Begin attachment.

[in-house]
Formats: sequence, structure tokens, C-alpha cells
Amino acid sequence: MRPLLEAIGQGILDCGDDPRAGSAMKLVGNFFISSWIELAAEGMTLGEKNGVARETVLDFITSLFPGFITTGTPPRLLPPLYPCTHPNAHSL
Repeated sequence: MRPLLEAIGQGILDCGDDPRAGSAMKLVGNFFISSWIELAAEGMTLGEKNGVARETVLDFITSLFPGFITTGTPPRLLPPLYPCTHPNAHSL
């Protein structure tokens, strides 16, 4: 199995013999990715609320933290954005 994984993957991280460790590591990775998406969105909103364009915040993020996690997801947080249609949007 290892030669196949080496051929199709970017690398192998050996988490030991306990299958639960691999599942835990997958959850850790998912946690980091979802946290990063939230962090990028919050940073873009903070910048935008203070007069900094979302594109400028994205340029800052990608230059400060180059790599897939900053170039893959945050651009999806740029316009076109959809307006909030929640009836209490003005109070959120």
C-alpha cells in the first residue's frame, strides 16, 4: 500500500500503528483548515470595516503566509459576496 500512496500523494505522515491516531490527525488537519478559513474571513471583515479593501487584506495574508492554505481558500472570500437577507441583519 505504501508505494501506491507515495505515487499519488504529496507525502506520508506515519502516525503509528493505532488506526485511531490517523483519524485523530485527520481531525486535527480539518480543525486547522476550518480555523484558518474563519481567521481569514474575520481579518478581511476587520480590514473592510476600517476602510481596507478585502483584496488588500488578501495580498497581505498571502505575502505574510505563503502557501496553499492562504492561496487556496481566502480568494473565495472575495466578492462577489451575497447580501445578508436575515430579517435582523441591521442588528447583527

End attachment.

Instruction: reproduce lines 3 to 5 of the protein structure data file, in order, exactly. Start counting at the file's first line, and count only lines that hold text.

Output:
Amino acid sequence: MRPLLEAIGQGILDCGDDPRAGSAMKLVGNFFISSWIELAAEGMTLGEKNGVARETVLDFITSLFPGFITTGTPPRLLPPLYPCTHPNAHSL
Repeated sequence: MRPLLEAIGQGILDCGDDPRAGSAMKLVGNFFISSWIELAAEGMTLGEKNGVARETVLDFITSLFPGFITTGTPPRLLPPLYPCTHPNAHSL
């Protein structure tokens, strides 16, 4: 199995013999990715609320933290954005 994984993957991280460790590591990775998406969105909103364009915040993020996690997801947080249609949007 290892030669196949080496051929199709970017690398192998050996988490030991306990299958639960691999599942835990997958959850850790998912946690980091979802946290990063939230962090990028919050940073873009903070910048935008203070007069900094979302594109400028994205340029800052990608230059400060180059790599897939900053170039893959945050651009999806740029316009076109959809307006909030929640009836209490003005109070959120």